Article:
Common CV Questions Answered

Jul 12, 2022

Job hunting is generally not a fun experience. We’re not here to sugar-coat that! It can be stressful, exhausting and frustrating, with a lot of highs and lows to work through before you finally land that next role.

One of the big things that cause anxiety in job hunting is the ‘dreaded’ CV. There’s so much pressure on that one document, and so much conflicting information about what makes the ‘perfect’ CV that it can feel impossible to get it right! But it doesn’t need to be a hugely stressful experience, and today we’re going to answer some of the most commonly asked CV questions we get, all in one place. Starting with…

How Long Should Your CV Be?

Everyone seems to have a different answer to this one. From ‘it must fit on one side of A4 and absolutely no more’ to ‘ as long as it needs to be to fit in your every achievement since birth’. It’s a bit ridiculous! And neither of those answers is right, by the way.

Ideally, your CV should be about 2 pages. Long enough to include enough detail, but short enough to keep an employer’s attention without getting boring. If you find yourself listing career details and going over 2 pages, try to trim it down a bit. Going down to your latest 3 roles is a good rule, or even just those most significant to your career and what you hope to achieve.

How Far Back Should Your CV Go?

This is the next obvious question because for some people their career could legitimately go on for 4 or 5 pages. But unless you’re very new to the workforce, you don’t need to list every single job you’ve ever had on your CV.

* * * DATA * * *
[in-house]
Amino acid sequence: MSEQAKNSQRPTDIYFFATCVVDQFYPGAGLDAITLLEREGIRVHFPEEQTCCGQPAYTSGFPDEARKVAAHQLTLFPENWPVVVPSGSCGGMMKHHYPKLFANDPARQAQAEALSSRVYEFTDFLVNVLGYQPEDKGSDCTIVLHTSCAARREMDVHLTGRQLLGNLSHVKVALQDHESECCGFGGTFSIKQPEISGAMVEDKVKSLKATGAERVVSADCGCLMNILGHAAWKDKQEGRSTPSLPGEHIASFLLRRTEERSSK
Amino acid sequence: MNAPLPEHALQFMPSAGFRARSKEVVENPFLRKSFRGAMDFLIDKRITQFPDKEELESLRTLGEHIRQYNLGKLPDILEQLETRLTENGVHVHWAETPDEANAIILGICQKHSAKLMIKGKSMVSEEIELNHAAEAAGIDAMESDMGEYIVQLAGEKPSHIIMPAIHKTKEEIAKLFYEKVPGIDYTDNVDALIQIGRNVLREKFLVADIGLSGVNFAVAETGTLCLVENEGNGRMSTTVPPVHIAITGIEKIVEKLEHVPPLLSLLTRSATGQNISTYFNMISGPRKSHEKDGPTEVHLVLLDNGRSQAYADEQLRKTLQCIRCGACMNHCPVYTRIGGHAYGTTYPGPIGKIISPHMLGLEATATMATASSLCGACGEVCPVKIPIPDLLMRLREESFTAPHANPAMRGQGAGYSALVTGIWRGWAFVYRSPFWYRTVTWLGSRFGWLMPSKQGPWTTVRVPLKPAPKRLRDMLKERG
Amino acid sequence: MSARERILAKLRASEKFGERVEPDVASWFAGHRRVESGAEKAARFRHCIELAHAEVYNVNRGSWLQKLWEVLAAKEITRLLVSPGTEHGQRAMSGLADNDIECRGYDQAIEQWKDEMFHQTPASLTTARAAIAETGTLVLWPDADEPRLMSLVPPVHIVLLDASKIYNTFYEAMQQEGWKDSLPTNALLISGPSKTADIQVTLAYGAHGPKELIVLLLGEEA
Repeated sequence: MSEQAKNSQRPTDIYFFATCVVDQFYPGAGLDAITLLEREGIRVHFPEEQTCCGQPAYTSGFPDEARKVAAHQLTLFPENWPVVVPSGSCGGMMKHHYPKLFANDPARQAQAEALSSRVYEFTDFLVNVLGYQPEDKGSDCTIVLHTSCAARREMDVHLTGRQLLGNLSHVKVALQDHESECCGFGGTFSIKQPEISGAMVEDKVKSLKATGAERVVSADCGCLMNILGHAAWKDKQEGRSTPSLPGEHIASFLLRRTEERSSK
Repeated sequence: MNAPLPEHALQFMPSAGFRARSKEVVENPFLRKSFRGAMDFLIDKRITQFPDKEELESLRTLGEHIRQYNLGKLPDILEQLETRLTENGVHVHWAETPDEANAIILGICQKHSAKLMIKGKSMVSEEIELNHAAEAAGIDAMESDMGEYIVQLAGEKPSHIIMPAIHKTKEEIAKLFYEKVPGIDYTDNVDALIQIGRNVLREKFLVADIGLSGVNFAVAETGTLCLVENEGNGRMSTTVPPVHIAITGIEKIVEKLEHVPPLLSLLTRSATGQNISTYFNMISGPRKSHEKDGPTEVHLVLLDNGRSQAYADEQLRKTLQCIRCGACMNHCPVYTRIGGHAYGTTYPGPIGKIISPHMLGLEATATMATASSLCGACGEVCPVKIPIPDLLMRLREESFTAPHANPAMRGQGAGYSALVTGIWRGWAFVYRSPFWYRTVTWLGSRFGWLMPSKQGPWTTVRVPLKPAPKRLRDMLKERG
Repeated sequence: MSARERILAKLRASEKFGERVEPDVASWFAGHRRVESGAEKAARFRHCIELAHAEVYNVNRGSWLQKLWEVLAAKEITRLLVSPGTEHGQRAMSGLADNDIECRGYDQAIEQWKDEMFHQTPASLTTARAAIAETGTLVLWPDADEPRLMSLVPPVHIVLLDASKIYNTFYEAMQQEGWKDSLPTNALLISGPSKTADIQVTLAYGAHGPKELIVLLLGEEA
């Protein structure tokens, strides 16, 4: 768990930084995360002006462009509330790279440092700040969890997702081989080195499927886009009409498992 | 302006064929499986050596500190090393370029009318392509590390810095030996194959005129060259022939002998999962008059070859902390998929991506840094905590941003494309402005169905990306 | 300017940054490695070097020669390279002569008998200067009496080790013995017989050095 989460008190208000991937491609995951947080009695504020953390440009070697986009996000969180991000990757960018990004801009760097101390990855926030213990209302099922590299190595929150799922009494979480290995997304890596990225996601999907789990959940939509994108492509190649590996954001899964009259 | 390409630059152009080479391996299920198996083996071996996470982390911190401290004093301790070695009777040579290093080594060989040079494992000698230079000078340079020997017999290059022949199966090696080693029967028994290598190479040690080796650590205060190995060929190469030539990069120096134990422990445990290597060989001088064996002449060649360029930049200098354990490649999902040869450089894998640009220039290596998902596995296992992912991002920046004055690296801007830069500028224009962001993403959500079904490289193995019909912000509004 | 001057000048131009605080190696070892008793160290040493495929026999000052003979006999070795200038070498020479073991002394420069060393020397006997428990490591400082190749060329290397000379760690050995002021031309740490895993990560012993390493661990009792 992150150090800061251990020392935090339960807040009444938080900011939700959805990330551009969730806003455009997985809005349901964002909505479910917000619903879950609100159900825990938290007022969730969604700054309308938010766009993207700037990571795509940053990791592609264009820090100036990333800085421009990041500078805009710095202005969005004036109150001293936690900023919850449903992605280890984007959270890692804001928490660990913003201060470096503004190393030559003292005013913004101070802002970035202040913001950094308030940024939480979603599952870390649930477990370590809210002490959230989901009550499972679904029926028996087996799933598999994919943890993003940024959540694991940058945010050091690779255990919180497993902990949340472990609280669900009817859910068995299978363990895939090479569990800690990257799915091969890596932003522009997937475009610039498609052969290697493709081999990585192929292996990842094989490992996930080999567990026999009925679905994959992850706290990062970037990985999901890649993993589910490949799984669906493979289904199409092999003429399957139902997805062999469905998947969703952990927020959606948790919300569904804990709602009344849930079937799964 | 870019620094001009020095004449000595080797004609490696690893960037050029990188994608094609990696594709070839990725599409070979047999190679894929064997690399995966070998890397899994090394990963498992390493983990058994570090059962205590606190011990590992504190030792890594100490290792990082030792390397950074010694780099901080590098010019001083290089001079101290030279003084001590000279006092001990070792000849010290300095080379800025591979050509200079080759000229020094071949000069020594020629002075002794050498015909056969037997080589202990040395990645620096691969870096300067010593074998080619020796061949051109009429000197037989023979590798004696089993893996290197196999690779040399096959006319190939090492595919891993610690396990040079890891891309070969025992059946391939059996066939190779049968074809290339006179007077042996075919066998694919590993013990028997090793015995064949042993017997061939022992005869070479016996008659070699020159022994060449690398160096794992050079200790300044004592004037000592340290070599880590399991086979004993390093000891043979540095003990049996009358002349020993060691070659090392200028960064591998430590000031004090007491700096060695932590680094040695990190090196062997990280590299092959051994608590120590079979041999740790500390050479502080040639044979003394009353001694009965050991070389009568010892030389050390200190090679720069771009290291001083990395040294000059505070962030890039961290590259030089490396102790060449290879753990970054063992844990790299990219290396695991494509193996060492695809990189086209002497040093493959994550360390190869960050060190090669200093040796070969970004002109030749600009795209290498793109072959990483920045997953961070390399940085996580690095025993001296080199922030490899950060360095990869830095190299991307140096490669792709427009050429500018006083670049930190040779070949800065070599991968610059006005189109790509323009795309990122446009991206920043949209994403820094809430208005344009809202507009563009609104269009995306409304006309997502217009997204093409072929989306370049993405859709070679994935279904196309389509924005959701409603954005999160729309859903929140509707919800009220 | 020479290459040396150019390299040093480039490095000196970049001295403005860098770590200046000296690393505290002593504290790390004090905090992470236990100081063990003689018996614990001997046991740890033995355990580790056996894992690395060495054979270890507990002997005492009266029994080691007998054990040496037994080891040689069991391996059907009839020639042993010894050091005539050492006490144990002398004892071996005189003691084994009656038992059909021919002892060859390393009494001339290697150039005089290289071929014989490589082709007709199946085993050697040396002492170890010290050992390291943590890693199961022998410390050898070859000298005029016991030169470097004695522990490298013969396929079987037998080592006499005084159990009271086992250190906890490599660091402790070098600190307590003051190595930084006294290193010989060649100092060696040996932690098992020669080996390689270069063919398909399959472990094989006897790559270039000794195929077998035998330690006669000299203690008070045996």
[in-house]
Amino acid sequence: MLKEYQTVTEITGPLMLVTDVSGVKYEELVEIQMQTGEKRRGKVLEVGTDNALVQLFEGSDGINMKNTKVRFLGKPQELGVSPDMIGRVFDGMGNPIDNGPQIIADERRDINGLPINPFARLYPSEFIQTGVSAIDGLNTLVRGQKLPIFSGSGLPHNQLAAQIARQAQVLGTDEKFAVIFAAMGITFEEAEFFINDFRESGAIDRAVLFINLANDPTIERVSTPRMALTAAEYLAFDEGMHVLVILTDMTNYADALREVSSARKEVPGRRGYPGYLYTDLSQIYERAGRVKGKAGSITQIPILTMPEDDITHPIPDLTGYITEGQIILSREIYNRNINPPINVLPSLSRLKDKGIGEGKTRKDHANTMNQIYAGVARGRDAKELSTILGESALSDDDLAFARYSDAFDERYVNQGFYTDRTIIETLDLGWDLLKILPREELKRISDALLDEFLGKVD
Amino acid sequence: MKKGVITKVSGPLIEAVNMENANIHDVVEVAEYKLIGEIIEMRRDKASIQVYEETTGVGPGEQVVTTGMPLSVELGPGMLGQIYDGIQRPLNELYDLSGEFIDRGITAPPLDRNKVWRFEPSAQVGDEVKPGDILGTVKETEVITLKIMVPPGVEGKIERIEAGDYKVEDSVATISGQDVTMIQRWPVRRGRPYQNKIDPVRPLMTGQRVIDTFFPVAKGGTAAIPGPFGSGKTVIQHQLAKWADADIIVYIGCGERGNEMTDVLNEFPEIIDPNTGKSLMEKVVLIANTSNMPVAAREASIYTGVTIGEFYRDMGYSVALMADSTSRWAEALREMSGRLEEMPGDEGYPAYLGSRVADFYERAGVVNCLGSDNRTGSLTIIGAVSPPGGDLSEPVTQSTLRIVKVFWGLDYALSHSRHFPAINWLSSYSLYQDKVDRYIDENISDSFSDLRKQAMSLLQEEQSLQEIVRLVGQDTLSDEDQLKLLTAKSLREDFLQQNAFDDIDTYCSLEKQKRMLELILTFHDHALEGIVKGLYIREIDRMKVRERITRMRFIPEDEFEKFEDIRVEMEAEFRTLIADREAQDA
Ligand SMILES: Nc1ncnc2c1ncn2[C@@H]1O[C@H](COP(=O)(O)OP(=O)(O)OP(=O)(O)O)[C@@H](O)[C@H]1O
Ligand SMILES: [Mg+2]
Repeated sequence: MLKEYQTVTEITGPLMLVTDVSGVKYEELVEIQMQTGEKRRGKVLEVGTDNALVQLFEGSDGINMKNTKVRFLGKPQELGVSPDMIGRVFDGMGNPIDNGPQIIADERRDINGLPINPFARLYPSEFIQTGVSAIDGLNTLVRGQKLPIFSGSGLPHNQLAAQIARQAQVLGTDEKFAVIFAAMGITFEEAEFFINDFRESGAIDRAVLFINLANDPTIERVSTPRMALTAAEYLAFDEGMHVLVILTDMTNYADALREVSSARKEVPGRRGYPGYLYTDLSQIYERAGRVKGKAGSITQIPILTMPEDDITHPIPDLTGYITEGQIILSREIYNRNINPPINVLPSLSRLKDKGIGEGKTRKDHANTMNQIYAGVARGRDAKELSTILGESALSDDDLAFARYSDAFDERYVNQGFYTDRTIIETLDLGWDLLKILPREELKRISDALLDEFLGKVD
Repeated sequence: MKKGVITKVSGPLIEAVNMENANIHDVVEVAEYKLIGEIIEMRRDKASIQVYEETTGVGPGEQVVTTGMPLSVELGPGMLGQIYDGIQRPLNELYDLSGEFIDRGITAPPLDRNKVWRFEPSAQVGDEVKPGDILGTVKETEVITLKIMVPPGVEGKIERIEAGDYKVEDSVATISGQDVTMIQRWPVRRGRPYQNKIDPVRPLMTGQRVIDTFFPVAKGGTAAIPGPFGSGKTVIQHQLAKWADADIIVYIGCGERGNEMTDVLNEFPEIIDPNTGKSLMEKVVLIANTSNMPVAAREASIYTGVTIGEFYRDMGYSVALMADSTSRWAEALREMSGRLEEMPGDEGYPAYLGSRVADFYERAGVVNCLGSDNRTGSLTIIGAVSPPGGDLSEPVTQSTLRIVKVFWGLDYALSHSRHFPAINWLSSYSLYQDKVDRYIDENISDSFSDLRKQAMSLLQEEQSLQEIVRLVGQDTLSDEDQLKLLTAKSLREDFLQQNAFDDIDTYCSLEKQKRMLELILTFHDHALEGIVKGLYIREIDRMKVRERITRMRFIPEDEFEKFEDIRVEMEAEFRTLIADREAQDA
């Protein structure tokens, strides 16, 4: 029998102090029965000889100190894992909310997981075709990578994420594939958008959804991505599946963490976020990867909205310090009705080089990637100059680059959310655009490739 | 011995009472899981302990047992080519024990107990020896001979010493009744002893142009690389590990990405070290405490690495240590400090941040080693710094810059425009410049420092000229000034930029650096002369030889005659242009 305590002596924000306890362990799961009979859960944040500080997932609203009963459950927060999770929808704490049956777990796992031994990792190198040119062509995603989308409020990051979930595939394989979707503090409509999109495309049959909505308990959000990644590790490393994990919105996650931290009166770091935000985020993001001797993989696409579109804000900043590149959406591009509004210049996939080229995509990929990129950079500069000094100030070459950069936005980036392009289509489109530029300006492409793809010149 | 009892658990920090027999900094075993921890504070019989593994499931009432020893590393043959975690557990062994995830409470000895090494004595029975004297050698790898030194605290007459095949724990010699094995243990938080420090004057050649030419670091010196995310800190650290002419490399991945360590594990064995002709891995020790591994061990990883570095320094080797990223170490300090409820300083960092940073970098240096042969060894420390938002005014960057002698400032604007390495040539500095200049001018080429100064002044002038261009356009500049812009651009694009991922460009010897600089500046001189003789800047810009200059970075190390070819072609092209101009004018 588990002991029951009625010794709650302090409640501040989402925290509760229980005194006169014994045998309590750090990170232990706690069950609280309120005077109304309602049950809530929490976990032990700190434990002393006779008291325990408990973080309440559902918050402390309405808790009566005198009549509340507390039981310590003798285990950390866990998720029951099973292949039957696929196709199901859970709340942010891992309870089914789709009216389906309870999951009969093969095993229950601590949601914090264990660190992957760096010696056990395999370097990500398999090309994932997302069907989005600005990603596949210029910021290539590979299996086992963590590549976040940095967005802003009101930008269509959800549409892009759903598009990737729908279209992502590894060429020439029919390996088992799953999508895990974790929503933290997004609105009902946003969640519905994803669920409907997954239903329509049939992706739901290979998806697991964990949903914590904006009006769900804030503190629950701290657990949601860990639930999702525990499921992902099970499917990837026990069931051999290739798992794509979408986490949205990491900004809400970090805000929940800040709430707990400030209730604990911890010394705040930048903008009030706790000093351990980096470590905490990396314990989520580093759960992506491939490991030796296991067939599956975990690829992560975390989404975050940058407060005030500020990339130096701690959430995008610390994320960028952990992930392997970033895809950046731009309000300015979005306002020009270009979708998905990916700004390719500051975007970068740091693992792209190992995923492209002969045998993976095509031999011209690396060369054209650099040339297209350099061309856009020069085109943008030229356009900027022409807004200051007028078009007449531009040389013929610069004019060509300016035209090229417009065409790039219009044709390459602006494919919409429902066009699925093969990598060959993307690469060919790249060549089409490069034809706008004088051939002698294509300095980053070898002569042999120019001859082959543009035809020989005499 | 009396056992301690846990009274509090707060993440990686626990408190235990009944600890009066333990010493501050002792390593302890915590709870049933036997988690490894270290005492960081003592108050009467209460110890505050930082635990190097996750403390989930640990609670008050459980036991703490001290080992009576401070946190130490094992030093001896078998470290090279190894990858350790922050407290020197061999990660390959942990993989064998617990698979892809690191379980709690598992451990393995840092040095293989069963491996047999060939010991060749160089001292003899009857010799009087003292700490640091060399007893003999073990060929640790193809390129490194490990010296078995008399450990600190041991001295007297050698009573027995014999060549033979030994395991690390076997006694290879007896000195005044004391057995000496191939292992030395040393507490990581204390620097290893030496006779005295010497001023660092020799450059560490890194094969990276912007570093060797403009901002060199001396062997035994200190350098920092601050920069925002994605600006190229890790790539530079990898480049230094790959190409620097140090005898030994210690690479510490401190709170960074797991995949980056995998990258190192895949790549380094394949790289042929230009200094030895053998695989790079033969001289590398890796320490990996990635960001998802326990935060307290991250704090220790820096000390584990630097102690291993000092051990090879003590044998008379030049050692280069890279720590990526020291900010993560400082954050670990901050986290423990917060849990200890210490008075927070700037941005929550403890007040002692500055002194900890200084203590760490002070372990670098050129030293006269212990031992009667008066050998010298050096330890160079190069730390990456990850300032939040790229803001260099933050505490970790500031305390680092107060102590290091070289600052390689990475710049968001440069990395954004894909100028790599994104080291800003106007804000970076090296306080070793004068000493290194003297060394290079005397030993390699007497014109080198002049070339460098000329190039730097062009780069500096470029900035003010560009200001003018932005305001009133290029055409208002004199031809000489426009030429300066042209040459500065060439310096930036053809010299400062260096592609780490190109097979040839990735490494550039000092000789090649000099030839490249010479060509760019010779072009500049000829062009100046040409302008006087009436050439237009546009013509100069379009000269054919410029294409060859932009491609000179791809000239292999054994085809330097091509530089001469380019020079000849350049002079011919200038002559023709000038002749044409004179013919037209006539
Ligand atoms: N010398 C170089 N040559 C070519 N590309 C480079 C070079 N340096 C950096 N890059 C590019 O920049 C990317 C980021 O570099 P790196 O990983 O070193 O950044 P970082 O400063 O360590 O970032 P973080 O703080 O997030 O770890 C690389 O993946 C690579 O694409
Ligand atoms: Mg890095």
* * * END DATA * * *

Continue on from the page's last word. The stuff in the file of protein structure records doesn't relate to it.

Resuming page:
Instead, a good rule of thumb is to go back about 10 years, 15 maximum. If there are roles from your past that are particularly relevant to your job search, make sure you include these over roles that don’t have as much impact. If you find your CV is still too long, cut down the descriptions of each role to a brief summary.

If your history goes back over 15 years and is taking up too much space, a good option is to list your last 10 years’ experience and then add a note saying ‘a variety of different roles prior to YYYY’ to cover the rest. If a prospective employer wants to go back further, they can do that in the interview.

How Do I Explain Gaps?

You’re often told that having gaps in your career is very bad, and you’ll struggle to find a job if you change careers quickly or take a break. Frankly, that’s absolute rubbish. If you have had a career break for a legitimate reason, for example, health problems or having a child, then this should be included as a single sentence in the relevant years. Most employers now understand that not everyone can work continuously for their whole life, and won’t hold that against you.

Appearing to job hop on your CV on the other hand can be perceived badly by some people, and so you need to prepare your CV to handle that. We’ve worked with many candidates who have very legitimate reasons for quick employment changes, from redundancy to company liquidation or even relocation.

The best way to head off assumptions of questions about a patchwork period in your career is to include the reason for the role ending in the role description section. For example:

ABC Tech, Office Manager – June 13 to September 19 – company dissolved.

Globex, Office Supervisor – June 13 to September 19 – Pregnancy

ABC Tech, Office Manager – June 13 to September 19 – Office relocated to Ireland

Should I Customise My CV?

Yes! But within limits. The whole point of a CV is to get you an interview, where you can impress enough to win the job. So you should take some time to tailor it to every role you apply for. This could be as simple as altering the language you use to match the employer, or choosing which jobs in your employment history should be featured more prominently. These small changes can make a big difference, but you shouldn’t feel like you have to re-write your whole CV for each job!

We hope that’s explained some of the most common CV questions, and given you a bit more confidence in your own. If you have more questions that we didn’t answer here, or some help writing your CV from seasoned recruitment professionals, just get in touch and we’ll be happy to help.